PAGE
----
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The head of Russia's sovereign investment fund has urged the U.S. to back-up claims that China's Huawei represents a national security threat.
The U.S. has led allegations that Huawei's equipment can be used by Beijing for espionage operations, with Washington calling on Western allies to bar the company from next-generation 5G networks.
Huawei has repeatedly denied the allegations against it.
Huawei has become a point of contention in a broader trade dispute between Washington and Beijing, with other countries under pressure to decide whether to allow the world's largest maker of telecom equipment to help build their 5G networks.
On Wednesday, Huawei announced it had signed a deal with Russia's top mobile operator MTS to develop 5G technology in Russia.
Speaking to CNBC's Geoff Cutmore at the St Petersburg International Economic Forum (SPIEF), Kirill Dmitriev, the chief executive of the Russian Direct Investment Fund (RDIF), said the U.S. had failed to provide evidence that Huawei represents a prohibitive security risk.
"First of all, it has not been proven. We need to have some really clear evidence and I'm sure our people will look into this and, if it happens, it will not be the case," Dmitriev said, when asked whether he had concerns about possible Chinese surveillance.
"But, what we are concerned about is allegations like this are thrown in without any proof and used for unfair practices."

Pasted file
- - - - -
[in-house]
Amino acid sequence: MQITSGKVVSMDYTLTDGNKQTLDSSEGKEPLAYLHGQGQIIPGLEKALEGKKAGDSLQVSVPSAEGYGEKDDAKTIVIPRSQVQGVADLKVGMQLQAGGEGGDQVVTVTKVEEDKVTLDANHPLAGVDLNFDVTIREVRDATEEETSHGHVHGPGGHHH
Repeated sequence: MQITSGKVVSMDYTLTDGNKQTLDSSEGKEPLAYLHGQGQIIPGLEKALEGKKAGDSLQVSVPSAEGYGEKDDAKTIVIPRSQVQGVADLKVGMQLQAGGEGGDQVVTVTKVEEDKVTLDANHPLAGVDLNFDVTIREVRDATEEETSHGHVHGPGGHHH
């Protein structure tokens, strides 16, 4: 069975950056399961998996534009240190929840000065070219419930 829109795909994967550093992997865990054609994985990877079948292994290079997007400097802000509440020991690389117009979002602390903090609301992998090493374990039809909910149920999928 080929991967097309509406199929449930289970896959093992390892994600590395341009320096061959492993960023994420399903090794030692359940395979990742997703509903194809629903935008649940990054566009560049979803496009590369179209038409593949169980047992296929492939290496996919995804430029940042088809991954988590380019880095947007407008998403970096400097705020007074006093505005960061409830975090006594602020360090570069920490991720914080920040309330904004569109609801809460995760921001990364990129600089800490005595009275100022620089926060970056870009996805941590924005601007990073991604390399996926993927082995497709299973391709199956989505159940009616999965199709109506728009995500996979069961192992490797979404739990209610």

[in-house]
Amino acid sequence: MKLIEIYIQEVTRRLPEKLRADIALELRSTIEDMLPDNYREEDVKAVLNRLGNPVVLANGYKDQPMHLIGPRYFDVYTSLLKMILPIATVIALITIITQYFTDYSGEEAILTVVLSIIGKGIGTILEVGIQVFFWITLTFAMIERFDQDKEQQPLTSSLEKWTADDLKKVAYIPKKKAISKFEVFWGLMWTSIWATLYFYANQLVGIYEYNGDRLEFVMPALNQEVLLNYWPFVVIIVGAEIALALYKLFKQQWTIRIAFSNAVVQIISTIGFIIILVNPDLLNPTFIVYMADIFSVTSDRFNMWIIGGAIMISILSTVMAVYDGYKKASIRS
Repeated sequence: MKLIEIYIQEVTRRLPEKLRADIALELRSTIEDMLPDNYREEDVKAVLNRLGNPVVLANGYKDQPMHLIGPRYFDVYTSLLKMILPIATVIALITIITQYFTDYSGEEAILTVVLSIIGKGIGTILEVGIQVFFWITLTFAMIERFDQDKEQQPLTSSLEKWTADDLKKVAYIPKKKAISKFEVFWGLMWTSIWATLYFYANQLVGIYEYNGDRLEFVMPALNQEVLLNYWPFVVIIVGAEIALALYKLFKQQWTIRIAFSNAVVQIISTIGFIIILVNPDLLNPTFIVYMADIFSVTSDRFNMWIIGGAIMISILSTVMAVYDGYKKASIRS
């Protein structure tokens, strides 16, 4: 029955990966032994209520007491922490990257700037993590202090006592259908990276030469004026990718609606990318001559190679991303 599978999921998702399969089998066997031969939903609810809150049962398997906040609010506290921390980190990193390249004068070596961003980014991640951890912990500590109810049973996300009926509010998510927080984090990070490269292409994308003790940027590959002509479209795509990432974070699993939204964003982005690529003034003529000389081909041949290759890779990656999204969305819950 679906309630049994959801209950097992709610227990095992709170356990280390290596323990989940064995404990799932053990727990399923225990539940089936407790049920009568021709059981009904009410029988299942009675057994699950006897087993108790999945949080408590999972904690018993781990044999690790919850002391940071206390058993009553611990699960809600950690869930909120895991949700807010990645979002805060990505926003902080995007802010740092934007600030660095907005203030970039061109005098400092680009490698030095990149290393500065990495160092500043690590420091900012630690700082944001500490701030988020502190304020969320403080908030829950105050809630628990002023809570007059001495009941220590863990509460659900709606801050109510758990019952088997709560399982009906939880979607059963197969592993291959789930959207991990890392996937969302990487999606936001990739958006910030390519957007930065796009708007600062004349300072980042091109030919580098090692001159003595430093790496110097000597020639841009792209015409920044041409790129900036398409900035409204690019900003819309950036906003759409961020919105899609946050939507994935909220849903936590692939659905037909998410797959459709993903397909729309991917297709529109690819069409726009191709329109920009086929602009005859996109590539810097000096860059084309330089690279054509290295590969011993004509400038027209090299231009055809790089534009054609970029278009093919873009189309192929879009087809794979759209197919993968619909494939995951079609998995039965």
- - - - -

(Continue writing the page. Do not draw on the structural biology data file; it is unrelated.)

The U.S. has targeted Huawei by putting the company on a blacklist that restricts its access to U.S. technology — on which it heavily relies.
RDIF's Dmitriev said the U.S. should be viewed as the "pillar of capitalism." But, unproven allegations against Huawei showed the U.S. was "using competition unfairly and that is not a good thing for the world economy."
Russia has been courting Chinese investment at its annual business conference this week.
China's commerce ministry reportedly said Thursday that Beijing and Moscow had signed more than $20 billion of deals to boost economic ties in areas such as technology and energy following President Xi Jinping's summit with his "best friend" President Vladimir Putin.
It comes at a time when the White House has attempted to put pressure on countries prepared to invite Huawei inside their networks. The U.S. has even said it would be prepared to limit intelligence sharing with allies who continue to use the company's technology.
The 5G networking standard is seen as critical because it can support the next generation of mobile devices.
"We will be friends with China and by the way we want to be friends with the U.S., with Europe so it is not a friendship against anybody else," RDIF's Dmitriev said.